Employee participation in a federally sponsored charity campaign plunged sharply in 2013, even more deeply than the drop in pledges from the workforce.

The federal worker participation rate in the Combined Federal Campaign (CFC) fell 22.9 percent last year, while pledges dropped 18.8 percent, according to figures released Friday by the Office of Personnel Management. Almost 200,000 fewer federal employees donated to the campaign in 2013, a decrease from 848,150 in 2012 to 650,142.

“The CFC continued to face challenges with the sustaining of pay freezes and furloughs due to sequestration,” Keith Willingham, OPM’s CFC director, said in a memo to his boss, OPM Director Katherine Archuleta.

(Courtesy of Combined Federal Campaign) (Courtesy of Combined Federal Campaign)

“In 2013, these challenges culminated with a lapse in Federal allocations leading to the shutdown which  occurred at a time during which most local campaigns were set to kick off,” he added. “The impact is evident in the dramatic decline in participation.”

The amount raised in 2013 was $209,660,540, down from $258,253,361 in 2012. That 18.8 percent drop had been projected earlier this month by Payroll Philanthropy blog.

In a blog article posted by Archuleta on Friday, she defended new CFC regulations that have been criticized by charity leaders and questioned by a bipartisan group of House members.  They worry the new regulations could result in a further decline in contributions.  An April 15 letter from the Republican chairmen and top Democrats on the House Oversight and Government Reform Committee and its subcommittee on the federal workforce, raised “substantial concerns” about sections of the new regulations. The elected officials cited the non-refundable charity application fee, no cash contributions and changes to charity support organizations.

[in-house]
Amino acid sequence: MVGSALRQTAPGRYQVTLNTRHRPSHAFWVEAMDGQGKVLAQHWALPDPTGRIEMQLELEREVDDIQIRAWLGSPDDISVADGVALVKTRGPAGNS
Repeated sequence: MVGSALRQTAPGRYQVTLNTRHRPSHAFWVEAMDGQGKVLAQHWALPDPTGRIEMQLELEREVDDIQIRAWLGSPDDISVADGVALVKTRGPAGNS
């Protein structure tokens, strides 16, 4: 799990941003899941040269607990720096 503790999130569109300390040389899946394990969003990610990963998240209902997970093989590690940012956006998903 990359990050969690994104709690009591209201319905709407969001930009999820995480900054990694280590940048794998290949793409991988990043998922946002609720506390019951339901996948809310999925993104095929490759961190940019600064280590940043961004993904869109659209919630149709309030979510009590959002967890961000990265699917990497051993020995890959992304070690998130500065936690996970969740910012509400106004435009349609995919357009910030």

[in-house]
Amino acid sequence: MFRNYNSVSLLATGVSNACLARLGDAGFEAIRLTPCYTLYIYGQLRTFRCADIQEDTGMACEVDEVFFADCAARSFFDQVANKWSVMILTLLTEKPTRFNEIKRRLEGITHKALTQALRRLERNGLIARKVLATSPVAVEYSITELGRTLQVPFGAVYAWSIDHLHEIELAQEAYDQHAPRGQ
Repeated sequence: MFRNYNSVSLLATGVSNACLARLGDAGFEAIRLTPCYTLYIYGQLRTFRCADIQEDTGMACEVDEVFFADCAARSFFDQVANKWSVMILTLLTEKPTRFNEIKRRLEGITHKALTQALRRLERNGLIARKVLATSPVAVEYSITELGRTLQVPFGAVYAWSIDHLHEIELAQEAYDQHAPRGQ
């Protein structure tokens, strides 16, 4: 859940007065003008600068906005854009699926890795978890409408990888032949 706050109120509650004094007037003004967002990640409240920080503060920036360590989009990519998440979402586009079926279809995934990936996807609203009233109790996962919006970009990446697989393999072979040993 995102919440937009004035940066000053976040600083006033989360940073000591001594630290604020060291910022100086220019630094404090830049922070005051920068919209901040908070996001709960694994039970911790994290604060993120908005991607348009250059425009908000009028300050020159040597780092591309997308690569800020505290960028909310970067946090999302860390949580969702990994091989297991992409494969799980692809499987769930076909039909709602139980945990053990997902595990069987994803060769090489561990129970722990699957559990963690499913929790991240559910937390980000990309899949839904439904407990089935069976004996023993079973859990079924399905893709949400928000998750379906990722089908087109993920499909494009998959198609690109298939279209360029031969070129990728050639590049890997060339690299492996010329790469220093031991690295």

In her blog post, Archuleta said “I understand that change can be difficult, especially when changes are made to a system that has been in place for a long time. But, I believe that the improvements we announced on April 11, 2014 will strengthen and invigorate this vital program for the next half century.”

Her blog was headlined: “My Vision for Modernizing the CFC.” Under the new rules, she said charities will receive about 99 cents of every dollar donated, instead of as little as 66 cents.

“Federal employees asked for change to the CFC system,” she wrote. “They wanted lower overhead costs. They wanted more of their money to go directly to the charities they support.”



Twitter: @JoeDavidsonWP